In a sometimes tense Black social media sphere, where certain ones us hurl accusatory epithets like Mammy, Ghetto Queen, Sapphire and thug towards entertainers who portray such roles, directors (both Black and non-Black, who help steer actors in those roles), and towards everyday people who don’t convey modes of behavior befitting the ideals and expectations of an upwardly mobile person of color; I get and understand the exasperation and desire to see better images of ourselves on the big screen and to see better behavior modeled by some folks in our community.  So in essence, isn’t Michelle Rodriguez mimicking a truth we often voice out loud about ourselves?  One commenter who actually agreed with Michelle’s assessment wrote on Facebook,
The "black and trashy" are the most recognized and talked about which tends to silence all the valuing nominations into the backdrop or a footnote. What she speaks of are not absolutes but are of the most resonating nominations.”
Is Michelle Rodriguez’s comment about rewards for “Black and trashy” roles a dig at Black actors or a critique of Hollywood’s perpetuation of racial stereotypes?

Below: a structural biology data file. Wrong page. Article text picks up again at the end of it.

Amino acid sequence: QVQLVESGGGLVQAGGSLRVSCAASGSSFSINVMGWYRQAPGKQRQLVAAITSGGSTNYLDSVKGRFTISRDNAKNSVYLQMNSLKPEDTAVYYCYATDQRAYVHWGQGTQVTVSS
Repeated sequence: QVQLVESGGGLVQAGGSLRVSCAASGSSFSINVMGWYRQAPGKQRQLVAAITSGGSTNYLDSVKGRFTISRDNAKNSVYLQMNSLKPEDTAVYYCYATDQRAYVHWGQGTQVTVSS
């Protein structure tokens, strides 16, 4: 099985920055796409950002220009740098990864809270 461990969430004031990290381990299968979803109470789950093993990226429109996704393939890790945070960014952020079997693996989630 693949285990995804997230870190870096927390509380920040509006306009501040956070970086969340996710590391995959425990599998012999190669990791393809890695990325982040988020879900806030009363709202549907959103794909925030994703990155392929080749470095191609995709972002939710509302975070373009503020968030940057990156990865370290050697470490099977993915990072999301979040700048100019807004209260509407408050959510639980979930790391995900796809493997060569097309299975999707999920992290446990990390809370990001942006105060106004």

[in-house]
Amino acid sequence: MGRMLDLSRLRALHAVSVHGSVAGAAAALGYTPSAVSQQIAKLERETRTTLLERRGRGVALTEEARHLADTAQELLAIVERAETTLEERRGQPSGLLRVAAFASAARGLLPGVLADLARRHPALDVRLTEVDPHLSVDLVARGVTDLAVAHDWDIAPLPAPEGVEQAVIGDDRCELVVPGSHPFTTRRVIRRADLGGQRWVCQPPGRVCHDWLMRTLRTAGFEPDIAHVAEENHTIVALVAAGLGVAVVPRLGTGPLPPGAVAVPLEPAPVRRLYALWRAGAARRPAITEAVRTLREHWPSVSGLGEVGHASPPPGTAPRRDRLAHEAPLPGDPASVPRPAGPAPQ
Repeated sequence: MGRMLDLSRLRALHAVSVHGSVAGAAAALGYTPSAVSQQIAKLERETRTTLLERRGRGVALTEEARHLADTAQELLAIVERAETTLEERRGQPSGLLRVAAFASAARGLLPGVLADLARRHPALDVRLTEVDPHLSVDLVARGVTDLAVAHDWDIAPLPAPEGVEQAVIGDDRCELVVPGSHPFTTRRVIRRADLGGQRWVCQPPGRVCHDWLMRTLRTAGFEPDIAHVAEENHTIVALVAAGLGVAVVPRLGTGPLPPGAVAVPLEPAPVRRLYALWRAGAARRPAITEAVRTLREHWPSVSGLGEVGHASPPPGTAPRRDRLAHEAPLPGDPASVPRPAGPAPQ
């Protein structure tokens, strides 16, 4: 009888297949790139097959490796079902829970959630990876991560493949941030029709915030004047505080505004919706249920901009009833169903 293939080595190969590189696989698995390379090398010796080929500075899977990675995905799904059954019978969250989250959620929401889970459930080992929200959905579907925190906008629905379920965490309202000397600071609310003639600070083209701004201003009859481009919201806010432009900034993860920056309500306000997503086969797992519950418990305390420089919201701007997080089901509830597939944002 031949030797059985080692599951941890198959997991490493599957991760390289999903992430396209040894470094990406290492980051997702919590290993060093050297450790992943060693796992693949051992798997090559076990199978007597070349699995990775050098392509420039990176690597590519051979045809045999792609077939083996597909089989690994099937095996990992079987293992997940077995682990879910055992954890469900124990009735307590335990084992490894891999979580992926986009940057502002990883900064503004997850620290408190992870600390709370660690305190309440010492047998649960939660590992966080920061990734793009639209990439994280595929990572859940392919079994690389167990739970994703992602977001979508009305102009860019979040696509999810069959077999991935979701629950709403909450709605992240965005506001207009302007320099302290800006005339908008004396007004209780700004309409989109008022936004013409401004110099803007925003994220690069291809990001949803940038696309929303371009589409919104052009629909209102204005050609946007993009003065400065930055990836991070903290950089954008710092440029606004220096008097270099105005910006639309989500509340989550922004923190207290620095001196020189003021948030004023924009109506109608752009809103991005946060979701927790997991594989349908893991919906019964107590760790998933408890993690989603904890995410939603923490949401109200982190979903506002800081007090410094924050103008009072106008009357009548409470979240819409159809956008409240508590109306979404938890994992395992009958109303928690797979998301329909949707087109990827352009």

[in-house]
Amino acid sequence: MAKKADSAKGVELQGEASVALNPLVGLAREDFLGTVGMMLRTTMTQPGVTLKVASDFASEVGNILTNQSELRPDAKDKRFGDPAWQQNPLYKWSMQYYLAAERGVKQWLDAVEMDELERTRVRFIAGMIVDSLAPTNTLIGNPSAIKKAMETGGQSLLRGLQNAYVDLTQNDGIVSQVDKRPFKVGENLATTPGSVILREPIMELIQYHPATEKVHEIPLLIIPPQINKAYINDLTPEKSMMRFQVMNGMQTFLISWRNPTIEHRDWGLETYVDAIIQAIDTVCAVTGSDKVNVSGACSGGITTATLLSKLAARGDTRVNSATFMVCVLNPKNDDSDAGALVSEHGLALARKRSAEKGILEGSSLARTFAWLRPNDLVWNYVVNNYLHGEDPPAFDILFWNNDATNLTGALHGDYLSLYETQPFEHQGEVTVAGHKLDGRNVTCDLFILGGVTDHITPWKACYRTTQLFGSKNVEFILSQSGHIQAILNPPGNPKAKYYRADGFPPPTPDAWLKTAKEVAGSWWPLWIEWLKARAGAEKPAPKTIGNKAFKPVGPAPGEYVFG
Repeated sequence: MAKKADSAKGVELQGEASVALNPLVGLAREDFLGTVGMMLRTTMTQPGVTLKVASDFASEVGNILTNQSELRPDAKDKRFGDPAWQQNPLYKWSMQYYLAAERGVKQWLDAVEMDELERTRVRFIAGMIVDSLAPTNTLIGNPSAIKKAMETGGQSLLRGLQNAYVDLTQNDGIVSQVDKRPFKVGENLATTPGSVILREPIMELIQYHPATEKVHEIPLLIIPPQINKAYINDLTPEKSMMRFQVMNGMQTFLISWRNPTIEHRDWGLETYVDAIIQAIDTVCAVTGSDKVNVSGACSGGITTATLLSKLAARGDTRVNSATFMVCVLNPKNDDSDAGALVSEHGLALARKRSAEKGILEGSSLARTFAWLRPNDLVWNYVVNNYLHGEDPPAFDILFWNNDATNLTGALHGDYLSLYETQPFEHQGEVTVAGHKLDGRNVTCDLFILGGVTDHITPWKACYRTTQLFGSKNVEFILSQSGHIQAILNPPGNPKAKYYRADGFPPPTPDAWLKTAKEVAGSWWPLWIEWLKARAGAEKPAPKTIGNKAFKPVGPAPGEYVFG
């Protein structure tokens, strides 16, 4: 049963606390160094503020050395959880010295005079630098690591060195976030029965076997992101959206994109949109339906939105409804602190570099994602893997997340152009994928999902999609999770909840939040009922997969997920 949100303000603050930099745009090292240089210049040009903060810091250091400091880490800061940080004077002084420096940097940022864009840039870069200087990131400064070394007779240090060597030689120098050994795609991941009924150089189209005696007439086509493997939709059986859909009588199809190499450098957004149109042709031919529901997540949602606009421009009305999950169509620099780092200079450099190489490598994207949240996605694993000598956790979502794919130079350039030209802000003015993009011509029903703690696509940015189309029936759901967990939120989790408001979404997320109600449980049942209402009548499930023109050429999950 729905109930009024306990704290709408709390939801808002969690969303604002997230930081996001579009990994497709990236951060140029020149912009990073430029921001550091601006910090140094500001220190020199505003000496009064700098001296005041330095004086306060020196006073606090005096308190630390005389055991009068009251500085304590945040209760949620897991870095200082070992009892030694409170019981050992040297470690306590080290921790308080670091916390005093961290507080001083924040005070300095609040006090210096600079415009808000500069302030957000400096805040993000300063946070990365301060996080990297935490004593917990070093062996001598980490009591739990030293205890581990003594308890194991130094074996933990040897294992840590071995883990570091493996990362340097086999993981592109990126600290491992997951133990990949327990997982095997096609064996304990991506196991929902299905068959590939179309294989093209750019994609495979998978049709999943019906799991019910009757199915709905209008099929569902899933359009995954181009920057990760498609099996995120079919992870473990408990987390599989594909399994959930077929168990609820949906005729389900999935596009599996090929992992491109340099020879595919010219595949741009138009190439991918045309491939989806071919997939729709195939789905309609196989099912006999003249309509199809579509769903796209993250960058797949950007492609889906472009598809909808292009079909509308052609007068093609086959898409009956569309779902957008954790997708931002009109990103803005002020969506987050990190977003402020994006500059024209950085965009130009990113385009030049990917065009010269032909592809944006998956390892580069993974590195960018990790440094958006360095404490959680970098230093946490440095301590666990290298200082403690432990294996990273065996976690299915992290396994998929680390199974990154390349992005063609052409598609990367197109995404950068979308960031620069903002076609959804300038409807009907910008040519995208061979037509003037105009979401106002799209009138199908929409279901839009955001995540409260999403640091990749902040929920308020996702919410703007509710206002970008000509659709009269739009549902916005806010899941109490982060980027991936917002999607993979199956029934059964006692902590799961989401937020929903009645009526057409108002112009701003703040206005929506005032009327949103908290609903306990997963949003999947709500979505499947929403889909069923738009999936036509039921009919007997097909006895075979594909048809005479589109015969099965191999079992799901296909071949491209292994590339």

Also read: Barbara Jordan: Trailblazer, Leader, ... Common Asexual Mammy?  

July 17, 2011

Help Me Understand The Help

The media has been buzzing about Kathryn Stockett's book The Help. The story takes place in the 1960's during the Civil Rights Movement and is about a young woman named Skeeter... an aspiring writer who returns home to Jackson, Mississippi after having just graduated from Ole Miss (University of Mississippi). Encouraged to write about disturbs her, Skeeter decides to down-low collect stories from Black maids detailing their experiences working for their affluent, White mistresses who while relying on them, also mistrusts them - (A woman won't even let her maid use the family's bathroom in one instance). Skeeter collects these stories with the help of a domestic named Aibileen and Aibileen's friend Minny. Like many bestsellers that pique Hollywood's interest, Stockett's book has been adapted into a film also titled The Help, due for release this August and starring the underrated and prolific Viola Davis, who plays one of the several domestics.